With the tons and interminable tomes of literature, research and statistics able to be found everywhere with a click of a button in the field of recruiting, job hunting consultancy and human resources management, one would consider that at some point, there is no need anymore for such a fuss. People should have learned by now all the tips, tricks, do’s, don’t’s and how – to’s of finding a job. However, managers and HR specialists are still complaining about the candidates’ poor performances when applying for jobs, while many people are still frantically sending resumes and cover letters to whomever might be interesting. HR consultants seem to be busier than ever and this is why, yet another article on mistakes to avoid when looking for a job seems necessary still. In a world driven more and more by the concepts of online recruitment, talent hunt, employee engagement, results vs. experience, let’s see 3 mistakes to avoid when looking for a job from an updated perspective.
1. People don’t curate their online profiles
A few years back, everybody was talking about grammar proofing your CV, and while still many job searchers still send unedited resumes, full of grammar and spelling mistakes, in today’s world there is a higher focus on proofing your online presence. The woman who got fired because of a very unfortunate Tweet came with a bang and the sudden realization that it is true, companies and head – hunters actually take some time to check up on your online profile. Not to mention that with the new trends of People Aggregating software, any recruiter can access a comprised and relevant version of who you are and what you did in the last years, according to your online activity. So posting nude selfies is out of the question, together with thoroughly thinking before typing a belligerent, discriminative or angry status. Among the biggest job searching mistakes identified by Lisa Arnold (director of recruiting at Versique in Minneapolis), ignoring your online presence is unforgivable in today’s world.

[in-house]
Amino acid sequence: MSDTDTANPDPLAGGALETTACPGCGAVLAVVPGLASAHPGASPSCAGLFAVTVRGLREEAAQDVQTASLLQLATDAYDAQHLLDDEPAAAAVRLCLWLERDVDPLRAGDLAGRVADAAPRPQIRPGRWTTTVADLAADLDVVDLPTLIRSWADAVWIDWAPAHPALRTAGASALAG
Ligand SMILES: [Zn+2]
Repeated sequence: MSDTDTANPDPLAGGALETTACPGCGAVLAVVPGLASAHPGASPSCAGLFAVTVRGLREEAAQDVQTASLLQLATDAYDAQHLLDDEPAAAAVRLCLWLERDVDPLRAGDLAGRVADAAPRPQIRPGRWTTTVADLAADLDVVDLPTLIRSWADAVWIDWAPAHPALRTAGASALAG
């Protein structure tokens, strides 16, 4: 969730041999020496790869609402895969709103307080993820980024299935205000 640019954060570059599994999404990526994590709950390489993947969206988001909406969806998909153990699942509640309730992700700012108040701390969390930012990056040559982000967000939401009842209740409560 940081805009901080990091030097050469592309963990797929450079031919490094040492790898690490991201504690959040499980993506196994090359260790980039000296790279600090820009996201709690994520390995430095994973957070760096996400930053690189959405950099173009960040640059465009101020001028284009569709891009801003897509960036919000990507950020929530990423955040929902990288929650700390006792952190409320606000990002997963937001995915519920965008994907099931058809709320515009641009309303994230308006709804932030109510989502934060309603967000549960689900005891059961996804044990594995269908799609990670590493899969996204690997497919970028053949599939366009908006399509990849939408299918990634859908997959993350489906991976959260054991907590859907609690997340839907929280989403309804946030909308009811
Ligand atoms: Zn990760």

Sharing information through your social networks about issues in your field can show hiring managers that you are plugged-in and keeping up with changes in your industry. “It will display your brand,” Arnold says.
2. Turning the CV into a travel diary is one of the biggest mistakes to avoid when looking for a job
Long gone are the days when recruiters or HR managers and even CEO’s were impressed by a resume unfolding like a roll of toilet paper, listing all previous past jobs and experiences, relevant or not for the job. We work in an era that starts shifting its focus not on past and humongous working experiences, but on results, skills, talents. You can be the lousiest employee on the planet and showcase numerous past jobs, while one can have numerous talents and yet, a very short travel log from one company to another. If you actually play the CV card, spare the recruiter from the ordeal of traveling through your past and emphasize on problems you solved and results you achieved, skills you master, potential areas in which you can grow and so on.
3. You settle for less than you deserve
Asking your future employer about the salary in the first interviewing session is one of those mistakes to avoid when looking for a job that has been so overly – repeated along the years, you would have to have lived under a rock until today to still be making it. However, new and beginner employees are so desperate to get a job that they would settle for less, and this is not only about money, but everything else that comprises a good job. You should stay informed on what similar positions pay for the specific set of skills you’re getting hired for, what are the advancement options in that respective field, what side opportunities the job offers and what is the general development trend related to that job or position. Lisa Arnold talks about knowing your market value and striving for more.
Among other mistakes to avoid when looking for a job, there are, of course, the candidates’ lack of interest in knowing the company they are applying to, adjusting your CV to the company’s requirements and, obviously, giving a poor performance during the interview.
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